In the final chapter of Emma Warren’s book about powerfully influential London venue Total Refreshment Centre, she explains why we need to do a better job of telling stories about nightclubs, community centres, and all the places where grassroots culture germinates. The intention was to be both instructional and inspirational, and to build on a lineage of DIY publishing that tells a story—and draws back the curtain on the process.
In the book, she wrote that she owed the story a tax, and that she’d pay the tax by running ten free "document your culture" workshops, designed to let people know that their stories matter and that people can use their cultural stories to create a small defence against structural racism, homophobia, and all the other structural inequalities that affect people on the margins.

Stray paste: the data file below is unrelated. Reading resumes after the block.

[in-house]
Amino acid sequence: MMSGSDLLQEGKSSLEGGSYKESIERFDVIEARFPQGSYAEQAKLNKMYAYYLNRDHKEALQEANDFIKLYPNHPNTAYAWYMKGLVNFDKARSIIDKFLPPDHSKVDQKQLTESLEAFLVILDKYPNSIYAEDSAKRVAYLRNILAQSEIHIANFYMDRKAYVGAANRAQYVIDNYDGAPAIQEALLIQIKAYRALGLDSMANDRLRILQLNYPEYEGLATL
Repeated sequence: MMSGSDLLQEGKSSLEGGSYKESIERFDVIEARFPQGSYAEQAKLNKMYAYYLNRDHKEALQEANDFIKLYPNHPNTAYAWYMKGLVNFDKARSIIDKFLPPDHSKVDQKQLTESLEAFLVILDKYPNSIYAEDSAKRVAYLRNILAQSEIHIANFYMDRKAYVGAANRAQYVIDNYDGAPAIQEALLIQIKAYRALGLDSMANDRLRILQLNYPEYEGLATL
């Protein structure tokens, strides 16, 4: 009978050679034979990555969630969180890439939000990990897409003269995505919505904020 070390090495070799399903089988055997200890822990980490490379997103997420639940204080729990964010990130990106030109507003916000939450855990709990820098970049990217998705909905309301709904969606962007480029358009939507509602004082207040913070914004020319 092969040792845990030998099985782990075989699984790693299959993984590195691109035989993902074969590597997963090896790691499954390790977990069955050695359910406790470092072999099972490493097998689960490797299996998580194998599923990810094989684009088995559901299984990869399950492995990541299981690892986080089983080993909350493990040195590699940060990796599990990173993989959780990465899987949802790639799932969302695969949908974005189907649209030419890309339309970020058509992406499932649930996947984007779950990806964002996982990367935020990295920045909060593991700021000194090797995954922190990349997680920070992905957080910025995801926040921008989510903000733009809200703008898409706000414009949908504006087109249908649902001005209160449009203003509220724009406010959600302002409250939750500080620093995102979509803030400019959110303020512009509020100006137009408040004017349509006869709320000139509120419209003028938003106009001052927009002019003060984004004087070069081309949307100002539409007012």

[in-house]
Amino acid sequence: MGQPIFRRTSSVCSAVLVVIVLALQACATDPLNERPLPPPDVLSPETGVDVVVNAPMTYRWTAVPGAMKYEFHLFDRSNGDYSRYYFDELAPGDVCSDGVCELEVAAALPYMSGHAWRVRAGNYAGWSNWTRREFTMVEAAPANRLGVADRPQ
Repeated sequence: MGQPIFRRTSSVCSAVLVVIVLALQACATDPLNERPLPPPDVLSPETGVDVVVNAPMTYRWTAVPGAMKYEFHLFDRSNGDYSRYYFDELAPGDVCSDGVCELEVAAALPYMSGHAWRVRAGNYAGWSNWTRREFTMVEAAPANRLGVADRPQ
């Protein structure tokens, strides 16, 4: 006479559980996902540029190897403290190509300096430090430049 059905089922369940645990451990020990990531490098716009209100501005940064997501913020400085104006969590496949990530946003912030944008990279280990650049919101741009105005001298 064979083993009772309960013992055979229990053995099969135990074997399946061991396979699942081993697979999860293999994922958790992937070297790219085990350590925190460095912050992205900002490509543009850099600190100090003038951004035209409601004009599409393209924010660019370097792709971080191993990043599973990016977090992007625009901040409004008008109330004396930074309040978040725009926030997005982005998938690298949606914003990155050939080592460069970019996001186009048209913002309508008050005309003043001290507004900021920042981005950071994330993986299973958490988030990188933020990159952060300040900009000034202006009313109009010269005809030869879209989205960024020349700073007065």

Since then, she’s adapted the workshops for festivals across Europe and will be working with participants at CTM to discover how cultural stories can be used for personal and community benefit.
Limited capacity, first come first served. Participants limited to 30.
Please note, 15:20 is the updated time for the event.
Emma Warren has been documenting grassroots music culture since she and her friends started Jockey Slut magazine in the mid 1990s. She worked on staff at THE FACE and then spent six years as an editorial mentor on Brixton’s youth-run Live Magazine. She independently published Make Some Space in Spring 2019.